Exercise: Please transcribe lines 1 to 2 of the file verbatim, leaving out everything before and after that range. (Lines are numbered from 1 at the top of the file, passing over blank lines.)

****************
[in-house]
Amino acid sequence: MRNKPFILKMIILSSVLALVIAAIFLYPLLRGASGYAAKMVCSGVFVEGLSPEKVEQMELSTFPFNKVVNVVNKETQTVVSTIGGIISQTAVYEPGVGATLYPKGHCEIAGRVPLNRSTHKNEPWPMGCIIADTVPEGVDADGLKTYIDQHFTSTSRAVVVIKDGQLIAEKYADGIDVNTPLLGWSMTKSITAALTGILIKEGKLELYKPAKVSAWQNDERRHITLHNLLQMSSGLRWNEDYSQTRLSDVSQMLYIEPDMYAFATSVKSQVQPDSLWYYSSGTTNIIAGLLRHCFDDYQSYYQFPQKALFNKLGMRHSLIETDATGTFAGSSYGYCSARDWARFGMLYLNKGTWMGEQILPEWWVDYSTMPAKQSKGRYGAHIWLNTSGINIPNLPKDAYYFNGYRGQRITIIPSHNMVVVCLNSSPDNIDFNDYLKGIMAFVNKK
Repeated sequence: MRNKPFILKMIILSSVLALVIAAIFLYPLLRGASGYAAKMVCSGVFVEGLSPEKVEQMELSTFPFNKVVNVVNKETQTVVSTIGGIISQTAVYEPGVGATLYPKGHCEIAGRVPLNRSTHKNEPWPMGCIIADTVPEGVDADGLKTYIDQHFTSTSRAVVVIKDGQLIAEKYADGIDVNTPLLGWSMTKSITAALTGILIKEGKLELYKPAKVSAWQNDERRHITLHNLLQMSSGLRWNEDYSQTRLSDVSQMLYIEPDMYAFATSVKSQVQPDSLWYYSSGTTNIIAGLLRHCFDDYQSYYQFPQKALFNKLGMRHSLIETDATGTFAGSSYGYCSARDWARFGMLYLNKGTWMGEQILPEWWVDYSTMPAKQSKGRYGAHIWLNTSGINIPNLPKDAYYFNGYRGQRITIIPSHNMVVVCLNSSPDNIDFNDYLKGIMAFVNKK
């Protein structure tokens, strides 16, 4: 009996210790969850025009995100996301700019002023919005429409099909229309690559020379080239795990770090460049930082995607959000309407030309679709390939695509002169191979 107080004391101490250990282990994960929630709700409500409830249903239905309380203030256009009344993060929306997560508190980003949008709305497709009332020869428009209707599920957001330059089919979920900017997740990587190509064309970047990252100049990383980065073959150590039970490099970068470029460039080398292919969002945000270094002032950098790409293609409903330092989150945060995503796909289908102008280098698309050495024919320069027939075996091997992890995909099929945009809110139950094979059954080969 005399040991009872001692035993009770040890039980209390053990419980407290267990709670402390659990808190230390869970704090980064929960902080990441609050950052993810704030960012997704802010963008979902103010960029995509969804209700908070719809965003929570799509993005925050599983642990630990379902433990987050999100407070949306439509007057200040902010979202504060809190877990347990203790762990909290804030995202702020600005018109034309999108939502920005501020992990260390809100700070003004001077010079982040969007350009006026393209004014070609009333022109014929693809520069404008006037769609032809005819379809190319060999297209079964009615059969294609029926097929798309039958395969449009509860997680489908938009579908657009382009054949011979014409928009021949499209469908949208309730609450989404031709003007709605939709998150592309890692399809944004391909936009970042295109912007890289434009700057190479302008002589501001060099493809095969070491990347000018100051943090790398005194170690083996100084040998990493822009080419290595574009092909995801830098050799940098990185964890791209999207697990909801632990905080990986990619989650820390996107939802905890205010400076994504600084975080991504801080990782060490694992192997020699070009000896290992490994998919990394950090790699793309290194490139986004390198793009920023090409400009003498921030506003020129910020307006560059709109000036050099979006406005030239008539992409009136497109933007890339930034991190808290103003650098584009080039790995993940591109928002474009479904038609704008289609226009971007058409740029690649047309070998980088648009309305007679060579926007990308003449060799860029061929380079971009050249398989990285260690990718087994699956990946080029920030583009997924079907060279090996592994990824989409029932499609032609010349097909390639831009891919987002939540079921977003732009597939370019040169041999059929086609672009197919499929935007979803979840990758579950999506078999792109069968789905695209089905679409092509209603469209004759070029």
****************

[in-house]
Amino acid sequence: MRNKPFILKMIILSSVLALVIAAIFLYPLLRGASGYAAKMVCSGVFVEGLSPEKVEQMELSTFPFNKVVNVVNKETQTVVSTIGGIISQTAVYEPGVGATLYPKGHCEIAGRVPLNRSTHKNEPWPMGCIIADTVPEGVDADGLKTYIDQHFTSTSRAVVVIKDGQLIAEKYADGIDVNTPLLGWSMTKSITAALTGILIKEGKLELYKPAKVSAWQNDERRHITLHNLLQMSSGLRWNEDYSQTRLSDVSQMLYIEPDMYAFATSVKSQVQPDSLWYYSSGTTNIIAGLLRHCFDDYQSYYQFPQKALFNKLGMRHSLIETDATGTFAGSSYGYCSARDWARFGMLYLNKGTWMGEQILPEWWVDYSTMPAKQSKGRYGAHIWLNTSGINIPNLPKDAYYFNGYRGQRITIIPSHNMVVVCLNSSPDNIDFNDYLKGIMAFVNKK